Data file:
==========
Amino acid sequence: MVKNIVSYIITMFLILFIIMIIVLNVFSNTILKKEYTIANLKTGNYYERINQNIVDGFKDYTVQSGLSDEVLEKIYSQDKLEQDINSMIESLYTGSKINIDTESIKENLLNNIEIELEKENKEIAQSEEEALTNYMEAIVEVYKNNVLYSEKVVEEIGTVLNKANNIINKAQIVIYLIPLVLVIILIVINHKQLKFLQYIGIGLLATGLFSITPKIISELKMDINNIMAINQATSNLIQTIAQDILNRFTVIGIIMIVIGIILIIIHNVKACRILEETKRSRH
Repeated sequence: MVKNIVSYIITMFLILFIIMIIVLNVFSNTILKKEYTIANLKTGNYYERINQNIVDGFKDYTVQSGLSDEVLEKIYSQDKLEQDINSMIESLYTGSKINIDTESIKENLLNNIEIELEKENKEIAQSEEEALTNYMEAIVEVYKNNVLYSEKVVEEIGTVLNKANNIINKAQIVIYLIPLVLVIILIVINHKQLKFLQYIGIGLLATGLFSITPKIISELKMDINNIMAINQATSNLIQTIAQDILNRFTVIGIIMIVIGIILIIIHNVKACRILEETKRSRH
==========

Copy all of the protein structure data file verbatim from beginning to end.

Amino acid sequence: MVKNIVSYIITMFLILFIIMIIVLNVFSNTILKKEYTIANLKTGNYYERINQNIVDGFKDYTVQSGLSDEVLEKIYSQDKLEQDINSMIESLYTGSKINIDTESIKENLLNNIEIELEKENKEIAQSEEEALTNYMEAIVEVYKNNVLYSEKVVEEIGTVLNKANNIINKAQIVIYLIPLVLVIILIVINHKQLKFLQYIGIGLLATGLFSITPKIISELKMDINNIMAINQATSNLIQTIAQDILNRFTVIGIIMIVIGIILIIIHNVKACRILEETKRSRH
Repeated sequence: MVKNIVSYIITMFLILFIIMIIVLNVFSNTILKKEYTIANLKTGNYYERINQNIVDGFKDYTVQSGLSDEVLEKIYSQDKLEQDINSMIESLYTGSKINIDTESIKENLLNNIEIELEKENKEIAQSEEEALTNYMEAIVEVYKNNVLYSEKVVEEIGTVLNKANNIINKAQIVIYLIPLVLVIILIVINHKQLKFLQYIGIGLLATGLFSITPKIISELKMDINNIMAINQATSNLIQTIAQDILNRFTVIGIIMIVIGIILIIIHNVKACRILEETKRSRH